Much of my shop time in the last year(!) has been consumed with making tools for my tools. A later addition that turned out to be way more useful than I expected is my milling pallet.
A milling pallet is a flat piece of metal with a bunch of threaded holes in it. Matching bolts, clamps, and whatever are used to fix pieces of stock in place for machining. Mine is a 6x6x1″ square of aluminum with a grid of holes spaced 1″ apart. This is a common shop project so there was lots of ideas to glean from the internet but here are the features I settled on:
- Through holes are tapped M6 except that the top 1/4″ is reamed .25″ to take dowel pins. The pins can be used as something to bump against in a repeatable setup.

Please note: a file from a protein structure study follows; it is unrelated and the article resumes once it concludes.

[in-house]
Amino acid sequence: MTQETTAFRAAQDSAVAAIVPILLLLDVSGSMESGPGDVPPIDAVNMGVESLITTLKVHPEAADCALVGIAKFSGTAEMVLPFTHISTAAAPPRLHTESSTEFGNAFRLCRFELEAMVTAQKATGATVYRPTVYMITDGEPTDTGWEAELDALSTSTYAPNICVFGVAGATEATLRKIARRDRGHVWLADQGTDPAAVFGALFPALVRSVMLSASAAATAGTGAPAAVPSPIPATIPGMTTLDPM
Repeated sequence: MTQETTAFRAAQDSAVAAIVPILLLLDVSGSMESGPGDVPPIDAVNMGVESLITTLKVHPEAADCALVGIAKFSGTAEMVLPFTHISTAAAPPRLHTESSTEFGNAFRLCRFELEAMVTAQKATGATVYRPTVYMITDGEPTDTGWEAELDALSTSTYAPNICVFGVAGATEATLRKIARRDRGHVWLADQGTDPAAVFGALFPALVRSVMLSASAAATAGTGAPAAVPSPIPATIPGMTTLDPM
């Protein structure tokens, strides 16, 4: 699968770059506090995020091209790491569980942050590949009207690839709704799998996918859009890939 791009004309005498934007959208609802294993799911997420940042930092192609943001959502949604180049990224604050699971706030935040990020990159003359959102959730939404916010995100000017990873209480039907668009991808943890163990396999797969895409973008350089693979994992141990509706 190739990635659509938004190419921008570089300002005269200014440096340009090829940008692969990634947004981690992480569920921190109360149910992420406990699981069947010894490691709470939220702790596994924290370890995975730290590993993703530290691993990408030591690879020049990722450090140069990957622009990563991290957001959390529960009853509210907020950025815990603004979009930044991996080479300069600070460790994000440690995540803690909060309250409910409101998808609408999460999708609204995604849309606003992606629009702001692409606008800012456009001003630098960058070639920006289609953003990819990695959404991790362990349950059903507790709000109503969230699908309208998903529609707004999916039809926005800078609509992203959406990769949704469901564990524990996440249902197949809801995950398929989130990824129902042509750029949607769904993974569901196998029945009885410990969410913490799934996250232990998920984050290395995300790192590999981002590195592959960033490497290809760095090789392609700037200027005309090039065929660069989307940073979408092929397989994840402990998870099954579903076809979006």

- A shallow step is milled into the bottom to allow clamping the pallet into my milling vise. The edges of the pallet are square with that step which means I can use the edges to align things, even before clamping the vise.
- Extra counterbored holes allow me to bolt the pallet to the top of my rotary table. The rotary table only has four radial t-slots so this greatly improves my clamping options.
- I made two sizes of .25x.50″ toe clamps that combine with an assortment of M6 hardware to do most of my clamping.
Here is the flywheel for my beam engine project in progress clamped on the pallet on the rotary table.